Learn more about the summer berries, raspberries and boysenberries, from health benefits to how they grow and ways you can enjoy them in the kitchen.
Ah, sweet, sweet summer berries. Is there anything that can compare to the aroma and taste of berries, warmed by the sun and picked ripe off the vine? Indeed, nature reserved her best for berries, which grow both wild and on farms across the country during the warm summer months. These fruits, produced from the ovary of a flower, have important roles in the health of wildlife, as well as people. Just think that bears load up on berries before hibernation, and birds do the same before migration—both physically grueling endeavors. So, it’s no wonder that humans, dating back to prehistoric times, have understood the significance of berries for health, as well as taste. For example, Native Americans collected and dried berries, using them in many important dishes and for relief from illnesses. They were on to something, as these jewel-like berries are brimming with phytochemicals, which are responsible for their brilliant colors and health potential. While summer is really the time to go wild for berries, you can enjoy them year-round frozen and dried. I’m sharing two favorite summer berries: raspberries and boysenberries.
Delicate, sweet red raspberries are one of our favorite berries, and they’ve been used by people as traditional health treatments throughout history. Named from the Latin word raspise, which means sweet rose-colored wine, raspberries originated in North Asia and Eastern Europe, but can grow in many places across the world; they especially love the growing conditions of the Pacific Northwest. Each raspberry (or blackberry, for that matter) is a marvelous collection of mini-fruits, each containing a single seed. They both grow on canes, which bear white-pink flowers which can self-pollinate, but get a helping hand from bees.
Nutrition & Health:
Raspberries are packed with nutrition for a skinny little calorie load—only 64 calories per 1-cup serving. Those seeds and skins boost the fiber content to 8 grams per serving—one of the highest sources of fiber in the fruit world. In addition, they provide omega-3 fatty acids (155 mg), vitamin C (54% DV), vitamin K (12% DV), and manganese (41% DV), and some contributions of folate, vitamin E, iron, calcium, magnesium, potassium, and copper. However, it’s those phytochemicals—anthocyanins, ellagic acid, quercetin, and catechins—in raspberries that have scientists intrigued. In combination with the vitamin C in raspberries, the antioxidant and anti-inflammatory profile is impressive. While there are many potential health benefits for eating raspberries, in particular they are really good for your heart in many ways. Eating raspberries can reduce chronic inflammation and oxidative stress, blood cholesterol levels, and blood pressure, and improve the health of blood vessels, and blood glucose levels.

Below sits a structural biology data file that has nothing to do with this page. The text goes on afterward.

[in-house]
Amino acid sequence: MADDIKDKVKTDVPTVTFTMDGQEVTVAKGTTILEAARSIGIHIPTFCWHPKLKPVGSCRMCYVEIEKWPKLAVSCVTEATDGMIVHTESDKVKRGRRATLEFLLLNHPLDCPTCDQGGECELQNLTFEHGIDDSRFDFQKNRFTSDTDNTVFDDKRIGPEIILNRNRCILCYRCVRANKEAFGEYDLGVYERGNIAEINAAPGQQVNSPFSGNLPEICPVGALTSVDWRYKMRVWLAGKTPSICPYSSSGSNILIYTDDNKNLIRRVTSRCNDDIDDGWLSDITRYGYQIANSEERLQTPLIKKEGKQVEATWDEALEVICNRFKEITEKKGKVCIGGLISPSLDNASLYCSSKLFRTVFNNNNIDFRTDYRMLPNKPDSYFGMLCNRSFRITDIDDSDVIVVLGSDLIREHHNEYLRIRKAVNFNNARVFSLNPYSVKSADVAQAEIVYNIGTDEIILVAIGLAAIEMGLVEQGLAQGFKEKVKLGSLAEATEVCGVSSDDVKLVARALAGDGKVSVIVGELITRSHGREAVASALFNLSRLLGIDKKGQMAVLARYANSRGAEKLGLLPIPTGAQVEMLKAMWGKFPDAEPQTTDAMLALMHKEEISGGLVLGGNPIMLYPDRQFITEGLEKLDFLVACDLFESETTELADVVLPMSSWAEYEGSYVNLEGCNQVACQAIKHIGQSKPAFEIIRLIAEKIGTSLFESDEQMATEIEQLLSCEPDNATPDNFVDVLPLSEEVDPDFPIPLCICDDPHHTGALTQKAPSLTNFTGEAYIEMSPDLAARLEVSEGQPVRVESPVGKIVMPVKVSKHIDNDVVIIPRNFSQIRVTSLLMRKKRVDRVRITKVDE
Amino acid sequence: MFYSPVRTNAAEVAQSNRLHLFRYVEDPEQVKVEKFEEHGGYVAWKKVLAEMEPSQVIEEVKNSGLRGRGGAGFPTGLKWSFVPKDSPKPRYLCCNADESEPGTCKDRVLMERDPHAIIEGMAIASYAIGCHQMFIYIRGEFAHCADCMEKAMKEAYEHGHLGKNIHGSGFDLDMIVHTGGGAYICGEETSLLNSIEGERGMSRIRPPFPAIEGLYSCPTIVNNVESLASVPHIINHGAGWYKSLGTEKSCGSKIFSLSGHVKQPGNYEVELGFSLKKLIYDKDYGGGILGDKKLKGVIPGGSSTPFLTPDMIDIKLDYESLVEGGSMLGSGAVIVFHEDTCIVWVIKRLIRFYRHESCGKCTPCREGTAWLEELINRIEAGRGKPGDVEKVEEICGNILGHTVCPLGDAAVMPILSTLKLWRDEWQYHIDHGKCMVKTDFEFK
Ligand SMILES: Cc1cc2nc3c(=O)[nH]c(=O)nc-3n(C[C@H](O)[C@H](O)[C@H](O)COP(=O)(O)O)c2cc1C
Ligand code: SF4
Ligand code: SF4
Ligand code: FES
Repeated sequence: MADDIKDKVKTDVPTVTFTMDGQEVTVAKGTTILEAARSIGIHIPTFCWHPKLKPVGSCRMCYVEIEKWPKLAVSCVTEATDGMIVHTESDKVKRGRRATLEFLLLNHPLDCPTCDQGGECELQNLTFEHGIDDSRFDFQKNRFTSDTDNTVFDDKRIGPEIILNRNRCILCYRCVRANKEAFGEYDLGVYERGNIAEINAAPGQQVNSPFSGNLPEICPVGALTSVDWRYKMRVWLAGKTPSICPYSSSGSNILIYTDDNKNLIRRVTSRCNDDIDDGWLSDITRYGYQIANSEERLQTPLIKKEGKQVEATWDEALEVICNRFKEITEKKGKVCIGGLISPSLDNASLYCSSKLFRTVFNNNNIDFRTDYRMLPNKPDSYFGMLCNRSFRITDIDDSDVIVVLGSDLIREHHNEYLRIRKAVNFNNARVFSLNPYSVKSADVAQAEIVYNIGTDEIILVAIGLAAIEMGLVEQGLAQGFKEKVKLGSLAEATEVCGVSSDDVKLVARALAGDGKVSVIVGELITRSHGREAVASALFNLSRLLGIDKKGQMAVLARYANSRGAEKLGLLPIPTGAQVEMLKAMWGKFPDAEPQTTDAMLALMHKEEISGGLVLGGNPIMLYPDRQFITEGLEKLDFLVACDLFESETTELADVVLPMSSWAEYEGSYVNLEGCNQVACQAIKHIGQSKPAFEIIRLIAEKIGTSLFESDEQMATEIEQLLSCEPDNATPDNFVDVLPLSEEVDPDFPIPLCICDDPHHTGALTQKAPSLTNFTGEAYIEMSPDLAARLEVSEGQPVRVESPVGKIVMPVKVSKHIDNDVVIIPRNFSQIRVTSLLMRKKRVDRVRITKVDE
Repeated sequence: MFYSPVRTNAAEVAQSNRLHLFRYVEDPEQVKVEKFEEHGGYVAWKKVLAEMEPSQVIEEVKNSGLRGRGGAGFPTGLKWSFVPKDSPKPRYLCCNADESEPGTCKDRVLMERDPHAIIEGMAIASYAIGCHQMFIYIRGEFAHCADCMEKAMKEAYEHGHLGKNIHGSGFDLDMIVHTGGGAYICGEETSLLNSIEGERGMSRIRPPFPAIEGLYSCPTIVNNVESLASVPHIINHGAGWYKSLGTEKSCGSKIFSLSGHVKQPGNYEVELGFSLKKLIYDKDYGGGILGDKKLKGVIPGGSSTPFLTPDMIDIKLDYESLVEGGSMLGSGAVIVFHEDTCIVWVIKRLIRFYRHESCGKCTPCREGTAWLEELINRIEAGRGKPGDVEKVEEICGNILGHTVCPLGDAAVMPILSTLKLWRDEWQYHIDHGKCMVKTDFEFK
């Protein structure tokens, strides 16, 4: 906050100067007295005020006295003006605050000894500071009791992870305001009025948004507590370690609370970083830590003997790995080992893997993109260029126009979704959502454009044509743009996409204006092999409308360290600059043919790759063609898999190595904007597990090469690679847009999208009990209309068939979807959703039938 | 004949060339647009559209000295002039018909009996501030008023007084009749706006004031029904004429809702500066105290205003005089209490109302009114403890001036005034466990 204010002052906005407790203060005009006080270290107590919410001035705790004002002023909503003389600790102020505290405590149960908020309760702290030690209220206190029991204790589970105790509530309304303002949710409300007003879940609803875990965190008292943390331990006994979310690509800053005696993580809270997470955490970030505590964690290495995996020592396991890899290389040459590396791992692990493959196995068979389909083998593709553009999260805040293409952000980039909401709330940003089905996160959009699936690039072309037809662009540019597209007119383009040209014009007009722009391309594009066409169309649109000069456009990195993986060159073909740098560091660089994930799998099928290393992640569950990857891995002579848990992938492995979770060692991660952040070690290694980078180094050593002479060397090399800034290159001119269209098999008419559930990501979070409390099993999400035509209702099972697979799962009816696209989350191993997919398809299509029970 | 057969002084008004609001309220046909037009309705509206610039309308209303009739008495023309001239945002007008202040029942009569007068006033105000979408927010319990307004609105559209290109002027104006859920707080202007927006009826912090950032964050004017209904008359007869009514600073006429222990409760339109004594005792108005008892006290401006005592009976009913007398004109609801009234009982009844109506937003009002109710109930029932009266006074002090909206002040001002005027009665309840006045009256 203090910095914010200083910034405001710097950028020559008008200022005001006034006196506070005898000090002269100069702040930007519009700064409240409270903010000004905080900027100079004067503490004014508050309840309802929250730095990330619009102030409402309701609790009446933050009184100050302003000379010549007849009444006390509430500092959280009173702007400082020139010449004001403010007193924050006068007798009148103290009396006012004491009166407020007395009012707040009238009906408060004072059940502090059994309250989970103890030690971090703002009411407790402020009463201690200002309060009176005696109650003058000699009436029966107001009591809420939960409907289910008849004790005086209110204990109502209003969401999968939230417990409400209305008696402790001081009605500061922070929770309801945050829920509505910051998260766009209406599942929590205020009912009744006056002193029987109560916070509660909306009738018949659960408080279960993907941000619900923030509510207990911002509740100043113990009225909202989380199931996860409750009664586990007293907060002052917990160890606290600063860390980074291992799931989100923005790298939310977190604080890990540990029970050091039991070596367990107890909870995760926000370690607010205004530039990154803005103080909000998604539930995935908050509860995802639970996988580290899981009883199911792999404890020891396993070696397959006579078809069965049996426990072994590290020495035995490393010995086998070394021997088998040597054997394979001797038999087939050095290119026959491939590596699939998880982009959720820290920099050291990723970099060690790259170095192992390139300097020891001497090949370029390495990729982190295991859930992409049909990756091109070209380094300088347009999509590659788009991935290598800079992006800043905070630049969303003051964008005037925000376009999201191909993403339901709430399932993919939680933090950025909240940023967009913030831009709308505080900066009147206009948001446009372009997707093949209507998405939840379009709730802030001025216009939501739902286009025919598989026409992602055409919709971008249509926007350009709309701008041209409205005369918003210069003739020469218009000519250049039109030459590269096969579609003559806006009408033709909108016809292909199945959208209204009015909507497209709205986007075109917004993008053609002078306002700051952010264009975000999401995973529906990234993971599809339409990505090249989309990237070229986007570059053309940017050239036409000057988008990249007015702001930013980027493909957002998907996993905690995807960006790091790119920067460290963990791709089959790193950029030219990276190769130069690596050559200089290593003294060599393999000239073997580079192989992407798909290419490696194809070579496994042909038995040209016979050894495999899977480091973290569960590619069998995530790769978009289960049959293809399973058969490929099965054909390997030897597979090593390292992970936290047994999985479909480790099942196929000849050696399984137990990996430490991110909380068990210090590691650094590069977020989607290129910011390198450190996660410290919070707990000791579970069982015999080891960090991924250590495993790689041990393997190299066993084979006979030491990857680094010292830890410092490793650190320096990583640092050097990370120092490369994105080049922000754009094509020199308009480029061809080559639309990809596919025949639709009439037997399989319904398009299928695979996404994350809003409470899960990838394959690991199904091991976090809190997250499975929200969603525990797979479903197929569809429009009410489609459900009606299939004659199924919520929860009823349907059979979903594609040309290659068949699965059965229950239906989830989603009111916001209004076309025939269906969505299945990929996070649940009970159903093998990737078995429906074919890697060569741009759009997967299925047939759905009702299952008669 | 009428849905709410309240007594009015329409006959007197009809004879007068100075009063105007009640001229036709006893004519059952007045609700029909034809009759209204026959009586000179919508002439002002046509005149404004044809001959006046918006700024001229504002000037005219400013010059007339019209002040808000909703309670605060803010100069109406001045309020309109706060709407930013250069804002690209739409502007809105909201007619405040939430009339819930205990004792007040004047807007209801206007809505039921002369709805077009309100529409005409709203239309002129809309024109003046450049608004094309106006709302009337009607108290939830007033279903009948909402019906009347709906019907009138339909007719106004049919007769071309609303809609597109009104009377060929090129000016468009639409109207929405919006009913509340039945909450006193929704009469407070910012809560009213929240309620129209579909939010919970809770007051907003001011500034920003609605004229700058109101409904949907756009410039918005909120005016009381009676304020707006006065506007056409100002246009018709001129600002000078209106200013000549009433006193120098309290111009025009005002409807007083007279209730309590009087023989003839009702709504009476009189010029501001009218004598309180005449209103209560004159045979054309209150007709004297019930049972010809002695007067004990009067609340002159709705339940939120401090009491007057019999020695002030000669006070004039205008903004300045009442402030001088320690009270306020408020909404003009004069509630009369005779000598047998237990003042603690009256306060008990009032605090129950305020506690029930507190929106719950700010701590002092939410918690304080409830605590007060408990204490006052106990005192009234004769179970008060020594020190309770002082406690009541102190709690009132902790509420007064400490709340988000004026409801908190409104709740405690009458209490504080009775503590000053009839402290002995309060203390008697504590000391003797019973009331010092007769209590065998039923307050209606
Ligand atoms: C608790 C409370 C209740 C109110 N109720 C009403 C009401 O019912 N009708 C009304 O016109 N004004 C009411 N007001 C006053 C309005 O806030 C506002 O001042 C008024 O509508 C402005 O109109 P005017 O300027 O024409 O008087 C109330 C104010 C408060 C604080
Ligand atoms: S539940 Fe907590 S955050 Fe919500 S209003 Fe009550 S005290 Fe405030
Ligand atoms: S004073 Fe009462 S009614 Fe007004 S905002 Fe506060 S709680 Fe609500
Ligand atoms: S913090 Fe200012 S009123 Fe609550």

How to Eat Them:
Raspberries are best enjoyed plain and simple—just pop them in your mouth as a fresh, seasonal fruit. However, they are also delicious over breakfast porridge bowls, baked in bars and cobblers, tossed into bright veggie salads, and served as an accompaniment for savory dishes. Try this raspberry salsa with tortilla chips or savory dishes for a new twist.
A cross between raspberries, blackberries and dewberries, the boysenberry has an intriguing history, which dates back to Walter Knott (yes, of Knotts Berry Farm fame), who first commercially cultivated the large, reddish-purple berry, selling them at his California farm stand in 1932 and later making them into preserves that literally put him on the map. Classified under the blackberry family, boysenberries have soft skins and a tart-sweet flavor.
Nutrition & Health:
With only 66 calories per 1 cup serving, blackberries (which include boysenberries) are also packed with fiber at 8 grams per serving, as well as omega-3 fatty acids (135 mg), vitamin C (50% DV), vitamin K (36% DV), copper (12% DV), and manganese (47% DV). In addition, they have appreciable levels of vitamins A and E, folate, calcium, iron, magnesium, potassium, and zinc. Boysenberries are also potent in phytochemicals—namely anthocyanins, gallic acid, rutin, and ellagic acid. In fact, scientists call the blackberry family “the king of berries” because of their high levels of antioxidant compounds linked with their deep purple color. While boysenberries are certainly good for your heart, researchers are particularly intrigued about their potential cancer-fighting ability, as laboratory studies have shown berries in the blackberry family may slow or reverse the growth of certain types of cancers, including esophageal, colon, and breast.
How to Eat Them:
The dark purple-ruby rich color and flavor of boysenberries makes them a unique helper in the kitchen. Of course, they make beautiful classic pies and crisps and are delicious over pancakes or cereals, they are also great in sauces to accompany savory dishes, such as grain dishes. Boysenberries offer sweet flavor to kale or spinach salads and a blast of deep color to smoothies.
For more berry recipes, check out some of my favorites: